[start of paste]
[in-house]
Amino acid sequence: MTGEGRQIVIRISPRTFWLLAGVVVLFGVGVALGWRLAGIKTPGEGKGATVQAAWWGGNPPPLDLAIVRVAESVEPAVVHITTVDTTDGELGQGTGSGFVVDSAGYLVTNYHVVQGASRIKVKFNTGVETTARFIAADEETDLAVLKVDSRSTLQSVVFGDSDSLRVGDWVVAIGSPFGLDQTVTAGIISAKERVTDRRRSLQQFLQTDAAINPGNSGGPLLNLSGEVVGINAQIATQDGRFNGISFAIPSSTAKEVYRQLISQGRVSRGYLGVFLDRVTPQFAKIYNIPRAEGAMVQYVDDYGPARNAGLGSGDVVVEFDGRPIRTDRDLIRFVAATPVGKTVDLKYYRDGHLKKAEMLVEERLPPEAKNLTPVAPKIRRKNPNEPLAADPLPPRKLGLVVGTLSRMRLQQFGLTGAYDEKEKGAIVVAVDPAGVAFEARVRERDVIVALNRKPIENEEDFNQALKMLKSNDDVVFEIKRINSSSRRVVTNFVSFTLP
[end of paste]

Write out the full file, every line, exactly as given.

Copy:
[in-house]
Amino acid sequence: MTGEGRQIVIRISPRTFWLLAGVVVLFGVGVALGWRLAGIKTPGEGKGATVQAAWWGGNPPPLDLAIVRVAESVEPAVVHITTVDTTDGELGQGTGSGFVVDSAGYLVTNYHVVQGASRIKVKFNTGVETTARFIAADEETDLAVLKVDSRSTLQSVVFGDSDSLRVGDWVVAIGSPFGLDQTVTAGIISAKERVTDRRRSLQQFLQTDAAINPGNSGGPLLNLSGEVVGINAQIATQDGRFNGISFAIPSSTAKEVYRQLISQGRVSRGYLGVFLDRVTPQFAKIYNIPRAEGAMVQYVDDYGPARNAGLGSGDVVVEFDGRPIRTDRDLIRFVAATPVGKTVDLKYYRDGHLKKAEMLVEERLPPEAKNLTPVAPKIRRKNPNEPLAADPLPPRKLGLVVGTLSRMRLQQFGLTGAYDEKEKGAIVVAVDPAGVAFEARVRERDVIVALNRKPIENEEDFNQALKMLKSNDDVVFEIKRINSSSRRVVTNFVSFTLP